The second season of CNN’s The Hunt with John Walsh premiered this week. After an extraordinary first season resulting in catching—and, in some cases, killing—criminals, it gets better.
There’s nothing else like The Hunt with John Walsh on television. The 60-minute original program hosted by anti-crime activist and America’s Most Wanted creator and ex-host Walsh, father of Adam, a child who was abducted and murdered, is a rare, non-fiction procedural program with unyielding moral judgment. Whatever legitimate criticism applies to Walsh, who appears in ads as a celebrity spokesman, too, The Hunt, like America’s Most Wanted, gets real results. The program, produced in cooperation with police detectives, who are also not above reproach on the show, has already led to the arrest, capture or killing of several of its first season criminals, who include those accused, detained or convicted of sexual assault, vehicular manslaughter, attempted murder and mass murder. Walsh tells the story of a crime from the victim’s perspective and solicits tips, assuring the viewer that “you can remain anonymous”—before each commercial break. Tastefully produced, and serious, not gratuitous, The Hunt lets each victim’s loved one or loved ones speak in their own voice.
Moral judgment extends to those who ignore, deny, evade, enable or abet crime, too, however, as is the case with the second season premiere’s episode profiling double murderer Egyptian Moslem Yaser Abdel Said, whose wife of 20 years all but brought her beautiful young daughters back from Oklahoma to Texas to be slaughtered by their father—whom they had accused of sexually abusing them—in what was apparently what’s known in Islam as an “honor killing”. More in this episode should have been reported about Said’s Arab culture and the role of his religion. But, other than John Walsh, who else on cable television, let alone broadcast TV, has the courage to call criminals “bastards” at the start of each episode, mean it to the end of seeking justice and claim this successful a track record? Unlike the predator trap show on NBC networks, The Hunt is not a sting to entice the criminal to commit the crime. Walsh deals in facts, law enforcement, crime recreations, certain victim perspectives and, in particular, the relentless pursuit of apprehending the fugitive from justice. Hence, the title The Hunt, which proceeds without an air of vigilantism. The show is relatively new—America’s Most Wanted ran for 25 seasons—so its effectiveness should be measured, scrutinized and judged, like sex offender laws, over time.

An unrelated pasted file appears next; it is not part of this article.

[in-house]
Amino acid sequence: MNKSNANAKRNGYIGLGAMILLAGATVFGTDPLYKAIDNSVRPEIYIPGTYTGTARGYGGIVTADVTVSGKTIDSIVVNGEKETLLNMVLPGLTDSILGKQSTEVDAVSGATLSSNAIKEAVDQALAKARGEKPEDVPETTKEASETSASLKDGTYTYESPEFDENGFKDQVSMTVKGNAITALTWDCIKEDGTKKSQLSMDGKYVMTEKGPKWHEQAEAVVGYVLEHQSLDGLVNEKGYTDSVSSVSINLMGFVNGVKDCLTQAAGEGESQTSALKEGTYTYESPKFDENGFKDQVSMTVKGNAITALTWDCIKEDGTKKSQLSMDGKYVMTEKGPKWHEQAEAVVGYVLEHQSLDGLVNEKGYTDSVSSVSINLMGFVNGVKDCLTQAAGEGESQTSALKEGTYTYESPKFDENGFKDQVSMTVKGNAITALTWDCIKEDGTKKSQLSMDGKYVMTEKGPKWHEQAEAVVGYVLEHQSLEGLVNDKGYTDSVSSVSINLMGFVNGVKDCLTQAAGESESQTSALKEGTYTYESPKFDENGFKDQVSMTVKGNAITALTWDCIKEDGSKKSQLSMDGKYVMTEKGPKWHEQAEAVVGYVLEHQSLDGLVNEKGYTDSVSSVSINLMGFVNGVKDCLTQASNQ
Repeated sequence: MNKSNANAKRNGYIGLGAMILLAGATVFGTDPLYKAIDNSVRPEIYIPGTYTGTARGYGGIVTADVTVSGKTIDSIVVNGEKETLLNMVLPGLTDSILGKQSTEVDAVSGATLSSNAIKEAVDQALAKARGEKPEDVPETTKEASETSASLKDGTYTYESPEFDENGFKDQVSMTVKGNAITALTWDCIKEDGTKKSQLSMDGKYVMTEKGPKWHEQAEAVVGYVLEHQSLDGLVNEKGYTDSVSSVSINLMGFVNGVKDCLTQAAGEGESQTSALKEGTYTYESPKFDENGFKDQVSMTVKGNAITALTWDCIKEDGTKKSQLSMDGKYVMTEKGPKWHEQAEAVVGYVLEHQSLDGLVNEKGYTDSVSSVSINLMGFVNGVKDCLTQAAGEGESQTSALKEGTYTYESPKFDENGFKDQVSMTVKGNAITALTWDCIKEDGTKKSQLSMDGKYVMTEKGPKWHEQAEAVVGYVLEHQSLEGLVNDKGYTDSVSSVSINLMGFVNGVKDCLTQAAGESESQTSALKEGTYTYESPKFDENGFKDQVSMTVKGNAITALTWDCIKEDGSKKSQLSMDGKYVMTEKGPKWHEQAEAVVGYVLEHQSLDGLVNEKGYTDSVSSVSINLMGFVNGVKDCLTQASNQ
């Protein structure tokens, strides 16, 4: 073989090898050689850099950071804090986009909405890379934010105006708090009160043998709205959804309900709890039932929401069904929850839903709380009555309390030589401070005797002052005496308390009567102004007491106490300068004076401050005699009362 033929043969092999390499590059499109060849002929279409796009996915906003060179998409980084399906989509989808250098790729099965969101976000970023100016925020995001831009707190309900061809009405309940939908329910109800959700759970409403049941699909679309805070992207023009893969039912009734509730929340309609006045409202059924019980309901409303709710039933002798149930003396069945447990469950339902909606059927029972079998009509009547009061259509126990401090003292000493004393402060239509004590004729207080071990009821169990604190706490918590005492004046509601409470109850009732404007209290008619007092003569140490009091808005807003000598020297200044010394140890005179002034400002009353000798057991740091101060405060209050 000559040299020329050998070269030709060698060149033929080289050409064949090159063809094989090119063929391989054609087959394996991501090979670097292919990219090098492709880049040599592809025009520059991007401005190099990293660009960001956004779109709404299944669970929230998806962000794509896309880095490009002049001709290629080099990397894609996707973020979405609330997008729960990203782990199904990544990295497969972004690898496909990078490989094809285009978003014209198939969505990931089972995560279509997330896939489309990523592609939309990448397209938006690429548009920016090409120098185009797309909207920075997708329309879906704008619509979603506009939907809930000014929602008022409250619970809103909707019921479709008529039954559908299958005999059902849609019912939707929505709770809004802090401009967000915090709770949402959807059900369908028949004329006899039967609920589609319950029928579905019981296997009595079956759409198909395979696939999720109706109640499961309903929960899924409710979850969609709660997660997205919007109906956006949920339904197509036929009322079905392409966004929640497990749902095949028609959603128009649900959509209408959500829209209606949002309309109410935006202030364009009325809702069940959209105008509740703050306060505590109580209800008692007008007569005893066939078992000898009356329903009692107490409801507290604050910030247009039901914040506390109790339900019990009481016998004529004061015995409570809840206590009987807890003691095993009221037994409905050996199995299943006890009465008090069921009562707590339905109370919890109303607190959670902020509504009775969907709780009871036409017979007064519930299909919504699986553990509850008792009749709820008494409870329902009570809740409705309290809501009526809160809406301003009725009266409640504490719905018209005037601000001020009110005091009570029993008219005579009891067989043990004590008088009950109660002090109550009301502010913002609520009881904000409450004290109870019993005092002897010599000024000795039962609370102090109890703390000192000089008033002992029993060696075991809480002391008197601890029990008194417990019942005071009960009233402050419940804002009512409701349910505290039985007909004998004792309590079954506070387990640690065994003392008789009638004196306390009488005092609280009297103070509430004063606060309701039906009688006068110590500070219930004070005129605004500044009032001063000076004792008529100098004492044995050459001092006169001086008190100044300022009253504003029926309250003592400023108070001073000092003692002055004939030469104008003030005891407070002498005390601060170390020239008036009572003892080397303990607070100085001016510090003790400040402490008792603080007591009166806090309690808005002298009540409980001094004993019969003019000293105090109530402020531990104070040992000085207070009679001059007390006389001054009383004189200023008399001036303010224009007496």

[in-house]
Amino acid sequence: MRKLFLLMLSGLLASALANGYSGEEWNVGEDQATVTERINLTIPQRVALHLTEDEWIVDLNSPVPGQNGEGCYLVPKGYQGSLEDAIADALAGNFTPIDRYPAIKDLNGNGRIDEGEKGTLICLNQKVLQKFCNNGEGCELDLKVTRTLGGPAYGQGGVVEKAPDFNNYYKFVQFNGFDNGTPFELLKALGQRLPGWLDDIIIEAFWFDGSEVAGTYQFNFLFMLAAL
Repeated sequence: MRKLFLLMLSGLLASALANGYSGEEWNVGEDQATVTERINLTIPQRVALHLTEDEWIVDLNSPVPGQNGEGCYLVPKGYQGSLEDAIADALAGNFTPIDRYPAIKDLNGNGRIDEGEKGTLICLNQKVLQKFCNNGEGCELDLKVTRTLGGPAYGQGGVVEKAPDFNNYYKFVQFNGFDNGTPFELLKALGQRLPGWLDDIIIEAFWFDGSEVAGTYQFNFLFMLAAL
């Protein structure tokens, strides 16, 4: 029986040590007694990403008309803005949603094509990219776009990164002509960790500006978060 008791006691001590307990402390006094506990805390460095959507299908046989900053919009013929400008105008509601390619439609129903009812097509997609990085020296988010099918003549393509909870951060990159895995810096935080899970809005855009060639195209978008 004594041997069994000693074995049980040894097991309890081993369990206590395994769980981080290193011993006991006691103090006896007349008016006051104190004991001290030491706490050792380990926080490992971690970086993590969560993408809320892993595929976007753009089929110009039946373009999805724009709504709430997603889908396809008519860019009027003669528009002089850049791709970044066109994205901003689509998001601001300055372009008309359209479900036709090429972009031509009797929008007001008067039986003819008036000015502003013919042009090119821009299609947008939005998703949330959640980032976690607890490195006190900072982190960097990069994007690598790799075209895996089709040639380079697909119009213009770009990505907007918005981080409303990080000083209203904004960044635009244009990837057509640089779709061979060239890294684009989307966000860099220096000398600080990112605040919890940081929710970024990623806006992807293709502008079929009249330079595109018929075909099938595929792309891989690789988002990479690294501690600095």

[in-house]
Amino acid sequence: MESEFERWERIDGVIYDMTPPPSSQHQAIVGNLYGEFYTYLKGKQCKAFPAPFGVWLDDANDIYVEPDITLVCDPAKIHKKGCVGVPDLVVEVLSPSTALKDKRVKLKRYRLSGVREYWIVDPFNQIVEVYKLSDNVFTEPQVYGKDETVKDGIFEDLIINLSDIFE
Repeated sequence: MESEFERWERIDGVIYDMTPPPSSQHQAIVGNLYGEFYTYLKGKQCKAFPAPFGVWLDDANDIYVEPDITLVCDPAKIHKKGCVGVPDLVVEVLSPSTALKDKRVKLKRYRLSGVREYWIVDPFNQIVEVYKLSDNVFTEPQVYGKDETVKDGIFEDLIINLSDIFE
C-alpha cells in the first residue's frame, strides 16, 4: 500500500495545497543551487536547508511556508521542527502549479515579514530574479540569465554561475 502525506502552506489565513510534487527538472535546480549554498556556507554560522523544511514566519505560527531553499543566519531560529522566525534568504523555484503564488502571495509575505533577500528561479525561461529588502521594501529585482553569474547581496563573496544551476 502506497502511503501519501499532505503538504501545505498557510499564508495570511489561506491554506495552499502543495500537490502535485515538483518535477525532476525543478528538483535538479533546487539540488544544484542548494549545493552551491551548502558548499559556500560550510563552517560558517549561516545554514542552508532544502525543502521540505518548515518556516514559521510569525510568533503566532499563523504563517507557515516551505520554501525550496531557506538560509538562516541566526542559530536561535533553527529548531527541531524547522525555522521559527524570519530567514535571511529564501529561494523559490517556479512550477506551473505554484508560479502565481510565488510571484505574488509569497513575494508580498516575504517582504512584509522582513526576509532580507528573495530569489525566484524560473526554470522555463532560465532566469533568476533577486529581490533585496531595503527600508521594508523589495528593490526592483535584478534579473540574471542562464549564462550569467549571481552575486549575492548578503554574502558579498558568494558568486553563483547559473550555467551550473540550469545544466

But a show predicated on getting justice for the innocent when injustice by the guilty often goes unpunished is an outstanding addition to TV programming. Walsh talks about being the victim of crime and shares insights based on what he’s experienced, learned and investigated since he lost his son in 1981 and the personal viewpoint adds to the show’s credibility. Like his predecessors in true crime television, Robert Stack and other fine hosts, Walsh deserves praise for seeking a responsible approach to solving, preventing and punishing crime. The fact that he survives a devastating, personal loss underscores the importance of his work.